A mechanism and method of providing version negotiation between a Dynamic Link Library file (DLL file) and an executable application is described. The present invention provides a version identification which is attributed both to a particular DLL file and to a particular executable program. During execution of the application program, it calls subroutines of the DLL. Initially, the executable program calls the DLL to specify the version number of the DLL preferred by the application program. If the DLL can support this preferred version, then execution continues. If not, then a negotiation process occurs in which the DLL provides the application with a list of the version numbers that the DLL can support. The application looks at each version on the supported list until it finds one with which it can execute. If none of the versions match, then the application program executes an error trap operation and halts normal execution immediately.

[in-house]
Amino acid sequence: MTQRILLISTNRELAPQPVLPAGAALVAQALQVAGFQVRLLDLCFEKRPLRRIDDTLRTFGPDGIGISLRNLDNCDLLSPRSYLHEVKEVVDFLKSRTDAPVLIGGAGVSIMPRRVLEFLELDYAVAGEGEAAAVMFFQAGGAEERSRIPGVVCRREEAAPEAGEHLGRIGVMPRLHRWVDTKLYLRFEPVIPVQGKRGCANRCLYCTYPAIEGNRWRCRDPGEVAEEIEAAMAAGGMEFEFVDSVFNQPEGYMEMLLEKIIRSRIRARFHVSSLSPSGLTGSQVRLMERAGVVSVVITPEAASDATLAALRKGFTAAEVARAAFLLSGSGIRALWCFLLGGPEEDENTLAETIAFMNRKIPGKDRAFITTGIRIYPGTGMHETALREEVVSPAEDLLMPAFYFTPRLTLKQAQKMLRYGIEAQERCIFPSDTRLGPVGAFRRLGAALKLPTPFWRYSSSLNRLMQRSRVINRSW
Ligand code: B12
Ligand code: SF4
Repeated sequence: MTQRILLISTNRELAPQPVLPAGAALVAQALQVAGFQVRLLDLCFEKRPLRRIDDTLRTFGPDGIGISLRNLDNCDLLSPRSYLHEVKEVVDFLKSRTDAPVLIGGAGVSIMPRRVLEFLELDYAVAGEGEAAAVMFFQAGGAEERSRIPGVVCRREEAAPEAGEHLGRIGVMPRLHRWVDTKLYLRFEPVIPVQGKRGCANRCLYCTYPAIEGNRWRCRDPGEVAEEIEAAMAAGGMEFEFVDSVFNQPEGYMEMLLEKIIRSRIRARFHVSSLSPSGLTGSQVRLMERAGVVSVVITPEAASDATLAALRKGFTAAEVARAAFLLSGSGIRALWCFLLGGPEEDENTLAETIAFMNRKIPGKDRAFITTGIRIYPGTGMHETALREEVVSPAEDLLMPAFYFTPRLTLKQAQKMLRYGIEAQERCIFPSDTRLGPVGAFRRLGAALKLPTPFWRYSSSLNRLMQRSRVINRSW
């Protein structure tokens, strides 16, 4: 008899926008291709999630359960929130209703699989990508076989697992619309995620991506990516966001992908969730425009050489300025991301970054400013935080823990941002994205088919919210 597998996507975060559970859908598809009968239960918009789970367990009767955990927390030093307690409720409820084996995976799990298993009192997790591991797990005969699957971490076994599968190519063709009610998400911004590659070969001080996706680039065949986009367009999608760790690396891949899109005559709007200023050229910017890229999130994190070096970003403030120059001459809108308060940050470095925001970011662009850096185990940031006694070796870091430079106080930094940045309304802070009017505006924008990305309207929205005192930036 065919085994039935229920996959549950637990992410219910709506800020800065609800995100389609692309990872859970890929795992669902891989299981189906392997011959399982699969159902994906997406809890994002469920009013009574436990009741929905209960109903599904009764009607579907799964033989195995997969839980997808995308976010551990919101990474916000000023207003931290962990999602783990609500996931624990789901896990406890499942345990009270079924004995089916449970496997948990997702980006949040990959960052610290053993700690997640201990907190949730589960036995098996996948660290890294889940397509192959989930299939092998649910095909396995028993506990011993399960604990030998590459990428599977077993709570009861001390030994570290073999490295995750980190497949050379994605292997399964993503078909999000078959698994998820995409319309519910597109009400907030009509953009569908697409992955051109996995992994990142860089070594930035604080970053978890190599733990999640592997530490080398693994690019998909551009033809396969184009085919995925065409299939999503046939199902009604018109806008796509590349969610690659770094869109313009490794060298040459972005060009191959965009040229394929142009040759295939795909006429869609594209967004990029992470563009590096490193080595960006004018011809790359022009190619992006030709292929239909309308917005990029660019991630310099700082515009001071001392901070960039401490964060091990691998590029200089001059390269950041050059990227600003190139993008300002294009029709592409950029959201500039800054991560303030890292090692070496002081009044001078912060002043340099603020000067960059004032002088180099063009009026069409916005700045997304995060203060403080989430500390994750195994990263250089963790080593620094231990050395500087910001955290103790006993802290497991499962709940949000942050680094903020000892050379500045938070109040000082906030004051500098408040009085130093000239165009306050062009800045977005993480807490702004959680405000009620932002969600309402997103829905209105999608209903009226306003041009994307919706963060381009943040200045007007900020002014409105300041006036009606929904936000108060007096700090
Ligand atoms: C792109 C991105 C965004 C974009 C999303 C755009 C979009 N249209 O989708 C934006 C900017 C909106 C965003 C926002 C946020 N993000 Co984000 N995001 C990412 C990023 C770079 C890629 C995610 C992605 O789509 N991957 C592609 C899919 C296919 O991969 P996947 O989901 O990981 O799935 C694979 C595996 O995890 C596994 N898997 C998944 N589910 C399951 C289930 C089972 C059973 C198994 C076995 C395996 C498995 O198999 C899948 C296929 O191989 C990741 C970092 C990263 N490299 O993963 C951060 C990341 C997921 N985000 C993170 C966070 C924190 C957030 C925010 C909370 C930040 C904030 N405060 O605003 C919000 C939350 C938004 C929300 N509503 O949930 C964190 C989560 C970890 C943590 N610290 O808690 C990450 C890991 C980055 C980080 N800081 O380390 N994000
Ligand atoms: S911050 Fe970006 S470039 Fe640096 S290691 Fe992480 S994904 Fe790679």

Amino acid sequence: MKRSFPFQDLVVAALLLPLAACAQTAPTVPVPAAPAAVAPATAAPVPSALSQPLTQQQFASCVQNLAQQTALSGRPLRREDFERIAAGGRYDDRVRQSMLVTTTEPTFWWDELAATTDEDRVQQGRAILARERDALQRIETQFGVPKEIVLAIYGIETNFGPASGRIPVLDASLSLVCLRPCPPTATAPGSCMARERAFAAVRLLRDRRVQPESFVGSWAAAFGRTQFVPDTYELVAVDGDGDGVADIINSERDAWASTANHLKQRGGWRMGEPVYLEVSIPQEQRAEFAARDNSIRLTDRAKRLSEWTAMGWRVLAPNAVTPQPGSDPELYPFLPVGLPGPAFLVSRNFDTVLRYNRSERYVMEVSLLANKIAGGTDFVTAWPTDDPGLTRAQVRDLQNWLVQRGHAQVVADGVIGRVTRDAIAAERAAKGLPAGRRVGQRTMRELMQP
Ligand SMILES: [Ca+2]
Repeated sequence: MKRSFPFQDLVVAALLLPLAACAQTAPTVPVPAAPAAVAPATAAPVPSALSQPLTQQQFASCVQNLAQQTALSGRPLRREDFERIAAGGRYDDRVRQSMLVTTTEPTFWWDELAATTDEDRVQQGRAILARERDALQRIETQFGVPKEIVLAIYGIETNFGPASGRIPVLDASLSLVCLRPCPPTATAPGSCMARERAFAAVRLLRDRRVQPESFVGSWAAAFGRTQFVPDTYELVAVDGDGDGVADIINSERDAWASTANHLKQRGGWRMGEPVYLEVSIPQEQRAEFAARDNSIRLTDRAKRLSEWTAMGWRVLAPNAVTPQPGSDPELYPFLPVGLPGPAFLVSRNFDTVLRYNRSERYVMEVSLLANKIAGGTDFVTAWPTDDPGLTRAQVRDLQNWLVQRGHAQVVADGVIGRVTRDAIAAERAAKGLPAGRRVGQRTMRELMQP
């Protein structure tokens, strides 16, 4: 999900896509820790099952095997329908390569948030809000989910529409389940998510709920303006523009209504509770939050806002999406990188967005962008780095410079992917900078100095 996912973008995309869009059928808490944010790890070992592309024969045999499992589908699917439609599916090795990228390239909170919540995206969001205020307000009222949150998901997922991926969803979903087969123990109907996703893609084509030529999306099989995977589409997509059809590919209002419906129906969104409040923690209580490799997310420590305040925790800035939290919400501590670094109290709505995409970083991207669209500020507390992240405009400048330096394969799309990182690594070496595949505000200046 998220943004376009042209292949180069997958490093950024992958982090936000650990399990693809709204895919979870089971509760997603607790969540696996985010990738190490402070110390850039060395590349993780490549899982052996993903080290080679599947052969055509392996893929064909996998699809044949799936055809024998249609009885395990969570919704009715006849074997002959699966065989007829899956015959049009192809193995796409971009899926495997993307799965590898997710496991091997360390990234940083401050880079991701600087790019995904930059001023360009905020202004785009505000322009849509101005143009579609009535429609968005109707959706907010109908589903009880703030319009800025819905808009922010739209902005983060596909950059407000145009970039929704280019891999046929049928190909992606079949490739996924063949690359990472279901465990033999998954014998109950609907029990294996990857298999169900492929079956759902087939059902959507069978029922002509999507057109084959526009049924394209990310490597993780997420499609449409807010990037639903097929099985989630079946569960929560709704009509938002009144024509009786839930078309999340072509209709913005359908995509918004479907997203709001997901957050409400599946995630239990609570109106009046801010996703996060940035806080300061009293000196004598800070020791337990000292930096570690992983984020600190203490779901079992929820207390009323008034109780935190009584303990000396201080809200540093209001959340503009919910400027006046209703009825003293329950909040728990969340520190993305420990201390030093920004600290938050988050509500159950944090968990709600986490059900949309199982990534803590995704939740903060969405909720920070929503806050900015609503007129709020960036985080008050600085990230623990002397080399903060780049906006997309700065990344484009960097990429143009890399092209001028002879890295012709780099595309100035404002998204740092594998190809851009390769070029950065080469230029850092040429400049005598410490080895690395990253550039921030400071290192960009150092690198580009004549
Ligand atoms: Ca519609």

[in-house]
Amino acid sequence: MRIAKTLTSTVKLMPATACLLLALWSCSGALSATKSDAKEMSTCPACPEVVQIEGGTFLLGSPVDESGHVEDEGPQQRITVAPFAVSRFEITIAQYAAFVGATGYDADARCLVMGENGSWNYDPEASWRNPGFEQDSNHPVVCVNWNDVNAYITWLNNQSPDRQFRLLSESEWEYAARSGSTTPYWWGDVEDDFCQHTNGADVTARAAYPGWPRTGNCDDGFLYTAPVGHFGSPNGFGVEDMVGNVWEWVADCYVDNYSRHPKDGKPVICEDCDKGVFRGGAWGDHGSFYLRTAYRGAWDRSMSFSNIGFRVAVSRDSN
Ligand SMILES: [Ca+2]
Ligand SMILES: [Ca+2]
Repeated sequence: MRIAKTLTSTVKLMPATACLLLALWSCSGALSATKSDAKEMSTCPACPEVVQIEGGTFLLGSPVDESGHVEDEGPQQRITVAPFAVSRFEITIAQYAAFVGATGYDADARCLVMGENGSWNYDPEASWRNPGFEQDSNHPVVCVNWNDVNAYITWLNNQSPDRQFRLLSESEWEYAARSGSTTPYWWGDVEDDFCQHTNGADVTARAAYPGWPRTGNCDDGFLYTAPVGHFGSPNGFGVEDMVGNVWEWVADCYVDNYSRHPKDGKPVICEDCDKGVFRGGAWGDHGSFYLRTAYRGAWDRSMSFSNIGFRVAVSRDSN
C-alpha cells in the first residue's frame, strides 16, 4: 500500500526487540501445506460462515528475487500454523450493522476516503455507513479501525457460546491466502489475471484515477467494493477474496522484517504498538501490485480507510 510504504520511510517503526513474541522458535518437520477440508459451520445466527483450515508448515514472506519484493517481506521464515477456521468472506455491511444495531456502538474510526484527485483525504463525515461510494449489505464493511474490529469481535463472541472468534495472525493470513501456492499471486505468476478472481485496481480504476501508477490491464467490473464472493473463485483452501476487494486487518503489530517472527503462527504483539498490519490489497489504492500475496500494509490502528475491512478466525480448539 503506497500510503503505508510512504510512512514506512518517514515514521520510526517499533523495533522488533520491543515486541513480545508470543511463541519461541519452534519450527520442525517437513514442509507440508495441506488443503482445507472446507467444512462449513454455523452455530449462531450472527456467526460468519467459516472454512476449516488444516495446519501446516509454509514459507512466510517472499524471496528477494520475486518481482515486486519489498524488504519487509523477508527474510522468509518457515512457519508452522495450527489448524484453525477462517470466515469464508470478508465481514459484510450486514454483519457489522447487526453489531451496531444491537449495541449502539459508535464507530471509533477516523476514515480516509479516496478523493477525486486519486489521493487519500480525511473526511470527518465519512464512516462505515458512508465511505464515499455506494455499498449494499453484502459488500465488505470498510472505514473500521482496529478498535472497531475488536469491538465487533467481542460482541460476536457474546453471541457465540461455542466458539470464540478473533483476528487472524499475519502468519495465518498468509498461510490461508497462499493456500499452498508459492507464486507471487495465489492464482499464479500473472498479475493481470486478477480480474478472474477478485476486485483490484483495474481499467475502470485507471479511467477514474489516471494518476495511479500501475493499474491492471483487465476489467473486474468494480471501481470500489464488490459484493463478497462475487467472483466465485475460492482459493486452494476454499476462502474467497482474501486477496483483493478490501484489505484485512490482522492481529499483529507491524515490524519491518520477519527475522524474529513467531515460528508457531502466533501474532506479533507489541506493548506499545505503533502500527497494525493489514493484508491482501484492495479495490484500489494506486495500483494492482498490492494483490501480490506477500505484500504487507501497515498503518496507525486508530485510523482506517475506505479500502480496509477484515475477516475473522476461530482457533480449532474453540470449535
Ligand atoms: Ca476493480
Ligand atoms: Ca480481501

The present invention advantageously utilizes version tables both within the application program and within the DLL to verify compatibility of the preferred version as well as to negotiate compatibly if the preferred version is not supported. The application program makes an initial call to the DLL to specify the DLL version with which it prefers to operate. The DLL compares this preferred version number to the version numbers that it supports, which are in a table within the DLL. This table is called the supported DLL version table. In the case where the preferred version matches one of the entries in this table, then the DLL returns an "preferred version OK" flag to the application program. In this case, the application program goes on with its normal execution. However, if the preferred version is not supported (i.e. its version number is not found in the supported version table), then the DLL returns to the application program a "preferred version not supported" flag and a list of versions that it does support. This list of versions returned comes from the table of supported versions within the DLL. In response, the application program compares this list with the versions with which it is compatible--that is, it looks up each version on this list in a table of version numbers contained within the application program. This table is called the compatible version table.